At our Governing Council meeting in July, we laid out three such conditions for the euro area. First, inflation needs to reach 2% well ahead of the end of our projection horizon. Second, inflation needs to stay there durably for the rest of the projection horizon. And third, realised progress in underlying inflation needs to be sufficiently advanced to be consistent with inflation stabilising at 2% over the medium term.

    There is evidence that our new guidance has been effective in reducing uncertainty about future policy (Slide 7). The relationship between expected inflation and expected future interest rates has changed in the pandemic: today, markets expect less monetary policy tightening for each incremental improvement in the medium-term inflation outlook.

    The sensitivity of rate expectations to changes in the inflation outlook has remained the same even as the balance of risks around the inflation outlook priced in by investors has noticeably shifted to the upside. Option prices, for example, currently suggest that the market attaches a probability of nearly 40% to inflation exceeding, on average, our 2% target over the next five years (Slide 8, left-hand chart).

    Such market behaviour is consistent with our pledge to act more patiently – that we want to see clearer signs that inflation is reliably moving towards our 2% target. Our September staff projections suggest that, while the outlook is gradually improving, inflation is still expected to be below our 2% target in the medium term (Slide 8, right-hand chart).

    As such, our new forward guidance has significantly enhanced clarity around our reaction function and has thereby helped anchor long-term rates at current low levels by reducing the uncertainty around the future course of monetary policy.

    In the early stages of a recovery, however, forward guidance cannot fully substitute for asset purchases. Therefore, forward guidance and asset purchases should be thought of as both substitutes and complements.

    They are substitutes in the sense that the main instrument to stabilise long-term yields at levels consistent with the inflation outlook gradually shifts from asset purchases to forward guidance, or from a compression of the term premium to managing the expected future path of short-term interest rates.

    They are complements in the sense that asset purchases can reinforce forward guidance. They can serve as a powerful commitment device to lend additional credibility to a central bank’s forward guidance by signalling that, in all likelihood, the conditions for raising policy rates are not expected to materialise any time soon.

    One reason is that investors typically do not expect a central bank to raise policy rates abruptly when it is still conducting net asset purchases. Doing so would expose the central bank to significant losses on its balance sheets. Thereby, asset purchases raise the bar for lifting policy rates, helping to raise inflation expectations at the zero lower bound. They reduce harmful uncertainty by making sure that central banks “put their money where their mouth is”. In doing so, they support the central bank’s pledge not to raise rates and therefore strengthen their commitment through forward guidance, which hence becomes more “Odyssean” – like Odysseus who tied himself to the mast of his ship.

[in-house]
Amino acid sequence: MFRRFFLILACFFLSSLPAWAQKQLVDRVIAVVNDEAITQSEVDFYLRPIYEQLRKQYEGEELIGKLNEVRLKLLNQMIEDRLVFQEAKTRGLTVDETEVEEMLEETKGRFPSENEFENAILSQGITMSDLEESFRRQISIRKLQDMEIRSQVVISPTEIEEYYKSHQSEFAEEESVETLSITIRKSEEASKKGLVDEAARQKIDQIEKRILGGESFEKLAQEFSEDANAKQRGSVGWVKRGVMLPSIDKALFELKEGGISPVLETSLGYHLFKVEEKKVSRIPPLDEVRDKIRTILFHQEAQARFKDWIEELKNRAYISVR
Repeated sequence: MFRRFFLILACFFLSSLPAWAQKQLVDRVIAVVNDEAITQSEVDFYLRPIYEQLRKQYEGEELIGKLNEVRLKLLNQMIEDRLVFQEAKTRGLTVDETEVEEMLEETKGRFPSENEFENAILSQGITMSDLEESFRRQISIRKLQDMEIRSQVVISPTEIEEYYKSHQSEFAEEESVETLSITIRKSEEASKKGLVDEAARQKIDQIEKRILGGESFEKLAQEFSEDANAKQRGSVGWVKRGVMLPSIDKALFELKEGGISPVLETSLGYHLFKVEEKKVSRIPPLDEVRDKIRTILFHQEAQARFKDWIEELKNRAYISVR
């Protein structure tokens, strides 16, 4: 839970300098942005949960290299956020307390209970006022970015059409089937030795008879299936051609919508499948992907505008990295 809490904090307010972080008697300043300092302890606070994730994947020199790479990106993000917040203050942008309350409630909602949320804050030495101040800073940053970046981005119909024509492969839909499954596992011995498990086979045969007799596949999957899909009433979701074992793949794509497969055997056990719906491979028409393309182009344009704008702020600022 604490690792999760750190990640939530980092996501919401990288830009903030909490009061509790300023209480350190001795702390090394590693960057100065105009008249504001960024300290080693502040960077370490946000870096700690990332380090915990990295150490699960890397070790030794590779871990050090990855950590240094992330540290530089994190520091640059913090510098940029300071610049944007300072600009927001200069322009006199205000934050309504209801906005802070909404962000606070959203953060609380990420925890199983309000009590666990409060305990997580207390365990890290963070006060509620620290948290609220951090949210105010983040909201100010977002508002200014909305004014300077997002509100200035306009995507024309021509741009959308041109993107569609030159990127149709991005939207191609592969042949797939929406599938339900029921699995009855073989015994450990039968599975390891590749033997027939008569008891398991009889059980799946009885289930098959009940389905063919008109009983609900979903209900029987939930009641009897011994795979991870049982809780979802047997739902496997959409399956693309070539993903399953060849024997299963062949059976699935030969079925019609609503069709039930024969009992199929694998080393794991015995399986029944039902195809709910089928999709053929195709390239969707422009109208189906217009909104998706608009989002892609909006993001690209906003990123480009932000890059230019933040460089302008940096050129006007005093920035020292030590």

This means that, as the inflation outlook brightens, it becomes less important how much a central bank buys or when a reduction in the pace of net asset purchases starts, but rather when such purchases end. It is the end date which signals that the conditions for an increase in policy rates are getting closer. The precise sequencing and timing will, of course, require careful guidance when the time has come.


    Let me conclude.

    In my remarks today I have taken stock of the changing role of asset purchases as we gradually transition from a period of crisis into the recovery phase. The pandemic has shown that asset purchases are an indispensable monetary policy instrument during times of market stress and economic downturns, when the room for interest rate cuts has largely been exhausted. After having calmed financial markets, our asset purchases have helped to bolster confidence and shore up the economy and the inflation outlook.

    As economic conditions begin to normalise and the inflation outlook improves, there is a gradual shift in the way asset purchases benefit the economy as the portfolio rebalancing channel makes way for the signalling channel. Asset purchases can increasingly serve as a powerful commitment device, reinforcing forward guidance and reducing uncertainty around the future course of monetary policy.

    Given the remaining uncertainty regarding the pandemic and the economic and inflation outlook, our asset purchases – both under the PEPP and the APP – will remain crucial in the time to come, paving the way out of the pandemic and towards reaching our inflation target.

  • Presentations

  • Photos

    Konference "Ilgtspējīga ekonomika pārmaiņu laikos"

  • Videos

    1. part - Monetary and fiscal policy – interplay or fight?

    2. part - Moving towards sustainable development

APA: (2024, 20. feb.). Latvijas Banka's conference "Sustainable Economy in Times of Change". Taken from https://www.macroeconomics.lv/node/5261
MLA: "Latvijas Banka's conference "Sustainable Economy in Times of Change"" www.macroeconomics.lv. Tīmeklis. 20.02.2024. <https://www.macroeconomics.lv/node/5261>.